Every day, millions of people use Google Chrome, which accounts for 67% of the worldwide browser market. Out of those millions of people, a fair portion use incognito mode in an attempt to maintain their privacy and stay safe on the web.
But incognito mode isn’t as safe as you might think. While it does offer some minimal degree of privacy, it is in no way a shield against snoopers, nor is it an invisibility cloak.
What Incognito Mode Actually Does
Essentially, when you switch on incognito mode you’re telling Chrome not to remember what you’re about to do, but that doesn’t mean that no one will save your information.
This can be very useful in protecting your data from other people with physical access to your computer, like family members and friends. For example, if you wanted to search for a surprise getaway for your spouse, it’s a good idea to turn on incognito mode. That way, your past searches for “tickets to Honolulu” won’t show up when your spouse hops on the computer and starts typing another search term that starts with the letter “t.”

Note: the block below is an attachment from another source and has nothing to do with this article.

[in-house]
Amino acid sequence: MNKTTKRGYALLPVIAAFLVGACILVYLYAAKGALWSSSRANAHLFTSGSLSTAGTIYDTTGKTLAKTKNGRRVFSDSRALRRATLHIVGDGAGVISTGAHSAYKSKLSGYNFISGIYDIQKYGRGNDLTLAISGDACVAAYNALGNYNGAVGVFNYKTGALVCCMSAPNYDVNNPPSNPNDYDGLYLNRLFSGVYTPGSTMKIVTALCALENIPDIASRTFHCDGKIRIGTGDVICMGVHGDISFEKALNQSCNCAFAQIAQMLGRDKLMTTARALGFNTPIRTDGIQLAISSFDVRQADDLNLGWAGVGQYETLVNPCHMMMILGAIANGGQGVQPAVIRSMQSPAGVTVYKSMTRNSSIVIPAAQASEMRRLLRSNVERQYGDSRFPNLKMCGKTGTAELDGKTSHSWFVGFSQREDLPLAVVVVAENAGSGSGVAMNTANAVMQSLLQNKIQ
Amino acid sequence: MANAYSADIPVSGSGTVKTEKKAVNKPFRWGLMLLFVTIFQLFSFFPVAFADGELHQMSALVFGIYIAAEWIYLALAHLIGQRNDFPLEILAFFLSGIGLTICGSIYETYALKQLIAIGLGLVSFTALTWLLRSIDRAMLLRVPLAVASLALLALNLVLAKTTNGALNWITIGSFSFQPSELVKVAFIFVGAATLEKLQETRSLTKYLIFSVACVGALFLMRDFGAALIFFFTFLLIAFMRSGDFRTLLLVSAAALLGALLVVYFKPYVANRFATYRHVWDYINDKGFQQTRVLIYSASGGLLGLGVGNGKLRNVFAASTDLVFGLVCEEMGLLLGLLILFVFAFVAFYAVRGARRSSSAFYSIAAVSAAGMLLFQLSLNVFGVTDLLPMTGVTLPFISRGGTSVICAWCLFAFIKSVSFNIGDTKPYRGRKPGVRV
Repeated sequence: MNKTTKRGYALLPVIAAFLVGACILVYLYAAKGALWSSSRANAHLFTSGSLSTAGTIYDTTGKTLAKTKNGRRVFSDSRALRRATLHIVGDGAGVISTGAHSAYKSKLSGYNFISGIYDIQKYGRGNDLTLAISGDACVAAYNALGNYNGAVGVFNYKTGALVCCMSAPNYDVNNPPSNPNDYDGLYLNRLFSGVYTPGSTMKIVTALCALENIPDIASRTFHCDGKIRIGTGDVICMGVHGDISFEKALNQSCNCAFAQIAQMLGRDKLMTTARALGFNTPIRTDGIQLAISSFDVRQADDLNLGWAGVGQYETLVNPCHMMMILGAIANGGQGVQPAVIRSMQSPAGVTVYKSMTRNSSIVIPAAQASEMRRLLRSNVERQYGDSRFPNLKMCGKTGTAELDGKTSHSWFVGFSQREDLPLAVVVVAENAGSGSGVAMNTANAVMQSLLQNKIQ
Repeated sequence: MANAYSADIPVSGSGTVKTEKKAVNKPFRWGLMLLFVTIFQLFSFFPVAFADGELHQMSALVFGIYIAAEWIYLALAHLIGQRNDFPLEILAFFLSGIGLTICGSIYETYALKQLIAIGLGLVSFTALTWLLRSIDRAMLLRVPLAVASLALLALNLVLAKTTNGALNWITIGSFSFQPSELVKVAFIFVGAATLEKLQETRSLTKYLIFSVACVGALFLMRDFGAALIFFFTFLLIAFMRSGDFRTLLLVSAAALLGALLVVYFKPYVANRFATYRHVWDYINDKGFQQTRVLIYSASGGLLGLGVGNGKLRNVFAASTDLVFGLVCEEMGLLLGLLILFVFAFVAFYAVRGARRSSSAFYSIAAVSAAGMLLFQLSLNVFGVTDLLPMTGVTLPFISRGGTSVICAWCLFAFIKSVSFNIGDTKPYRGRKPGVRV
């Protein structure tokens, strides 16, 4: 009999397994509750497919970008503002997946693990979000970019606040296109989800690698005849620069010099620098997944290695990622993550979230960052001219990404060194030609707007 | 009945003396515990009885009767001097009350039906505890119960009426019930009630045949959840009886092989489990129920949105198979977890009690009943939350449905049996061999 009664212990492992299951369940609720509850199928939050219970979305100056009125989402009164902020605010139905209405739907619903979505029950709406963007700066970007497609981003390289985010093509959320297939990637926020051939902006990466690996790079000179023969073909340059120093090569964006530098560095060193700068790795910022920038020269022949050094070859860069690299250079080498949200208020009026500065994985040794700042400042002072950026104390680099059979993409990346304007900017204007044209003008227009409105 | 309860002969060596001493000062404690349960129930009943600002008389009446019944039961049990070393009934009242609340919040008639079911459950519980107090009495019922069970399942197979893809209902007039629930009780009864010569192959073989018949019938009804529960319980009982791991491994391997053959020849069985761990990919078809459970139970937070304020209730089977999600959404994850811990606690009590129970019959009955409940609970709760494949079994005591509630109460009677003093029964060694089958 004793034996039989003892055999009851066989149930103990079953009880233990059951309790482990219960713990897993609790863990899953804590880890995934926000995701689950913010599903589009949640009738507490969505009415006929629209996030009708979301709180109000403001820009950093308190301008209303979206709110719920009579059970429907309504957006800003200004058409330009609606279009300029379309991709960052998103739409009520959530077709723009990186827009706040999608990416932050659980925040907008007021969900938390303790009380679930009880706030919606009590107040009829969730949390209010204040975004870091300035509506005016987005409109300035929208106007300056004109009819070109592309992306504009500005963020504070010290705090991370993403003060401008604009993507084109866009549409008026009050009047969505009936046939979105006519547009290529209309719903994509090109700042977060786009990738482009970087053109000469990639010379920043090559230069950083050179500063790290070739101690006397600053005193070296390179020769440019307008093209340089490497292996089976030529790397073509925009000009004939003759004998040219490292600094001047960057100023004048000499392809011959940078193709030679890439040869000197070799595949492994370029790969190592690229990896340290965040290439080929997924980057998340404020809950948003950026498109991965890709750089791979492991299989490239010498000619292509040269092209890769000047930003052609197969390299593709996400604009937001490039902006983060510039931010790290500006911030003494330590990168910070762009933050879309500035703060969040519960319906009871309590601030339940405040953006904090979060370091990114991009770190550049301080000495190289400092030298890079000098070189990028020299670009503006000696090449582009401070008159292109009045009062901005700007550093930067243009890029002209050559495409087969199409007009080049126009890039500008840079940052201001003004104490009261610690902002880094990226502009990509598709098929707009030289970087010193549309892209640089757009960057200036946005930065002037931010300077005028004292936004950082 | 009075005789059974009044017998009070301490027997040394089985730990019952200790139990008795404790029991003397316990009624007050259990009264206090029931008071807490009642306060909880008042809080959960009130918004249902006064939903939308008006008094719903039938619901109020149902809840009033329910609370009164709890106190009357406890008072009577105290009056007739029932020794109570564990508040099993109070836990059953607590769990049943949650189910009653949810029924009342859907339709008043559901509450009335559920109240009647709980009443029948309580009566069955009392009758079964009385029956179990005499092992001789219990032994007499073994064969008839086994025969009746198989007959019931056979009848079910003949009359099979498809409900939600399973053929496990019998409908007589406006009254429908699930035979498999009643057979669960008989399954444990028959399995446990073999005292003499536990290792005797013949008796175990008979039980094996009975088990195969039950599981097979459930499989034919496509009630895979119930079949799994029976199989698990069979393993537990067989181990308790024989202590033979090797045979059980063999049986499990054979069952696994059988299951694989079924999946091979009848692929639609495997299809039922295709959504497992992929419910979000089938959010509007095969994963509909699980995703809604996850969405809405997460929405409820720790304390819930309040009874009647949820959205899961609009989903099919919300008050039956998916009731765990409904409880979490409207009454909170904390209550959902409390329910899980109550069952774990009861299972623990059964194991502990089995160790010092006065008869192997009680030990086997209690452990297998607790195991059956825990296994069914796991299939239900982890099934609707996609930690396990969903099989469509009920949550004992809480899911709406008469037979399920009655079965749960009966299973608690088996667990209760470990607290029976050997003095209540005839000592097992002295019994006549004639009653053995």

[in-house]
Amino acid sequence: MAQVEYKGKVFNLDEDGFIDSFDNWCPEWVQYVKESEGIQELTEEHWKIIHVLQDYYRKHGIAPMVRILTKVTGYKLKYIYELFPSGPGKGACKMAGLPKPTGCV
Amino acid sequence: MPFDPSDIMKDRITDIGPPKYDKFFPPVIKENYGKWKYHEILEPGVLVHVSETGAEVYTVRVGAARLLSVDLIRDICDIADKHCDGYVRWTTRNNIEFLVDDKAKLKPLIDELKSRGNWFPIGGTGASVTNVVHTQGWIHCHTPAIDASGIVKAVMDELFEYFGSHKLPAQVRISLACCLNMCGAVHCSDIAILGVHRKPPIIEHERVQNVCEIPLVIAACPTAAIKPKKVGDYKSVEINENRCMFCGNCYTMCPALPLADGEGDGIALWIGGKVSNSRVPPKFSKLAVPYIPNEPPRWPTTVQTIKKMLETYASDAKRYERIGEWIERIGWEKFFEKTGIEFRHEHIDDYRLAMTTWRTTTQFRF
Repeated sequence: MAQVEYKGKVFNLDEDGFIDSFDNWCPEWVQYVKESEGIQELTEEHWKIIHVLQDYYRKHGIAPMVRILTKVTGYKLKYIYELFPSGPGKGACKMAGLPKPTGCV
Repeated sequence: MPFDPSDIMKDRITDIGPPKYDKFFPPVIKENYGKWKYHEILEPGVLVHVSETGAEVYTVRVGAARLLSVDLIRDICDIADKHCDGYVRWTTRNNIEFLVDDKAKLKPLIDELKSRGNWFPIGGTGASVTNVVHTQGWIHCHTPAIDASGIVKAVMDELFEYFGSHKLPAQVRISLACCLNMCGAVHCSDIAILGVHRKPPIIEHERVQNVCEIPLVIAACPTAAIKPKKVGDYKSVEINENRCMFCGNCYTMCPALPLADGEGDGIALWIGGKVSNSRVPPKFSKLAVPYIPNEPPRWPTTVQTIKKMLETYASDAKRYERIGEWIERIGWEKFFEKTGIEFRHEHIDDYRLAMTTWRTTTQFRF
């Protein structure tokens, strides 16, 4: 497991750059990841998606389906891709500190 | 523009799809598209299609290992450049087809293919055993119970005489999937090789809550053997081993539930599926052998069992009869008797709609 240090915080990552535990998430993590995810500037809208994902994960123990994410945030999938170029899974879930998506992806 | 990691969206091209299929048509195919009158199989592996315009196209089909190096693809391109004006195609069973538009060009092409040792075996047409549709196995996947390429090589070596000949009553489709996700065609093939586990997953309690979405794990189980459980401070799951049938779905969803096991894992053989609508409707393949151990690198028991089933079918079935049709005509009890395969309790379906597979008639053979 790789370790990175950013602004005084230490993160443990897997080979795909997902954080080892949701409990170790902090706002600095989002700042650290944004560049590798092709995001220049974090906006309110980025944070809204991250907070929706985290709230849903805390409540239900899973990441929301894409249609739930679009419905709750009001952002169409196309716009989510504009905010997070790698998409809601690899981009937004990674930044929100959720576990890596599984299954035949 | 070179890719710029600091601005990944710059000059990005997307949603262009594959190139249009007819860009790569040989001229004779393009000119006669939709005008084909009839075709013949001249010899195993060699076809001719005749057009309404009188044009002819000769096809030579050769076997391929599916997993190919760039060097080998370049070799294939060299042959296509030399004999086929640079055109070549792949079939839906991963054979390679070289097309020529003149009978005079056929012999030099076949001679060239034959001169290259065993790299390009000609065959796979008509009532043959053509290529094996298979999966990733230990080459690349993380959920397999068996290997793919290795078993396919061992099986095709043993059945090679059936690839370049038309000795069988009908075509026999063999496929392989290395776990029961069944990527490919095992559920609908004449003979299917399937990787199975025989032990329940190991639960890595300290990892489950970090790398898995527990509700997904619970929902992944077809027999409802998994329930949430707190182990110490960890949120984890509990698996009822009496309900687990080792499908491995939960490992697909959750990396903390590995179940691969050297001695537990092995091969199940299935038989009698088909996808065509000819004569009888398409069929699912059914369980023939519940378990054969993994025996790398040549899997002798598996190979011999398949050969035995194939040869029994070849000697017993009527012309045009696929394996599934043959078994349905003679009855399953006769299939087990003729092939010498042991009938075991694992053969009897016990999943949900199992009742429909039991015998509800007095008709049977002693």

It’s also extremely helpful for when you’re borrowing someone else’s computer or using a shared computer, like in a library, at work, etc. When you put on incognito mode before logging into a website, you can rest assured that your browsing data and login info won’t be saved — by Chrome, that is. There’s always the risk of keyloggers or other malware logging your information.
But if you actually want to stay safe and maintain your privacy online, you need to take additional security measures.
What Incognito Mode Does Not Do